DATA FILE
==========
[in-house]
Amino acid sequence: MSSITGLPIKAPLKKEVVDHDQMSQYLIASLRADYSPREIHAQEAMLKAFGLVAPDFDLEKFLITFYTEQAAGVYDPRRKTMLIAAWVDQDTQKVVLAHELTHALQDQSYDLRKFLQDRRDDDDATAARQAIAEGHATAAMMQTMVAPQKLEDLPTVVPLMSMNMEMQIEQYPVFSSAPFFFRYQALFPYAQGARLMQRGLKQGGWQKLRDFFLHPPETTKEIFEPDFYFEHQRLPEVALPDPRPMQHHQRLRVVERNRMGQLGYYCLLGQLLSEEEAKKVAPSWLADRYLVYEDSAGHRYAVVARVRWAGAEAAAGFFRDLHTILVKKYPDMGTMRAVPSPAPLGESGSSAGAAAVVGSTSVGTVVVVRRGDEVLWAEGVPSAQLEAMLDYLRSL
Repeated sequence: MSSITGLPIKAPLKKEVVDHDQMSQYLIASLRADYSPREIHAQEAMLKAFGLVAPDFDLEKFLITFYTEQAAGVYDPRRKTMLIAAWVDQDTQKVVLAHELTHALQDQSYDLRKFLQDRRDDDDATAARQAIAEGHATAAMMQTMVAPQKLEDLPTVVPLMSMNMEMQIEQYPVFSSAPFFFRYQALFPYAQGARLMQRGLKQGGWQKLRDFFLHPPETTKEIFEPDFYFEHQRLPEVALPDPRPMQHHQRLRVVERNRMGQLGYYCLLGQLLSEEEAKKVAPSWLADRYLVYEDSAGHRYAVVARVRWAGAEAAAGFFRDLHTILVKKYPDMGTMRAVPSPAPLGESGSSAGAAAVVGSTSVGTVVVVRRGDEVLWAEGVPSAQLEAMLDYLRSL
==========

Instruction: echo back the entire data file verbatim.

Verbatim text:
[in-house]
Amino acid sequence: MSSITGLPIKAPLKKEVVDHDQMSQYLIASLRADYSPREIHAQEAMLKAFGLVAPDFDLEKFLITFYTEQAAGVYDPRRKTMLIAAWVDQDTQKVVLAHELTHALQDQSYDLRKFLQDRRDDDDATAARQAIAEGHATAAMMQTMVAPQKLEDLPTVVPLMSMNMEMQIEQYPVFSSAPFFFRYQALFPYAQGARLMQRGLKQGGWQKLRDFFLHPPETTKEIFEPDFYFEHQRLPEVALPDPRPMQHHQRLRVVERNRMGQLGYYCLLGQLLSEEEAKKVAPSWLADRYLVYEDSAGHRYAVVARVRWAGAEAAAGFFRDLHTILVKKYPDMGTMRAVPSPAPLGESGSSAGAAAVVGSTSVGTVVVVRRGDEVLWAEGVPSAQLEAMLDYLRSL
Repeated sequence: MSSITGLPIKAPLKKEVVDHDQMSQYLIASLRADYSPREIHAQEAMLKAFGLVAPDFDLEKFLITFYTEQAAGVYDPRRKTMLIAAWVDQDTQKVVLAHELTHALQDQSYDLRKFLQDRRDDDDATAARQAIAEGHATAAMMQTMVAPQKLEDLPTVVPLMSMNMEMQIEQYPVFSSAPFFFRYQALFPYAQGARLMQRGLKQGGWQKLRDFFLHPPETTKEIFEPDFYFEHQRLPEVALPDPRPMQHHQRLRVVERNRMGQLGYYCLLGQLLSEEEAKKVAPSWLADRYLVYEDSAGHRYAVVARVRWAGAEAAAGFFRDLHTILVKKYPDMGTMRAVPSPAPLGESGSSAGAAAVVGSTSVGTVVVVRRGDEVLWAEGVPSAQLEAMLDYLRSL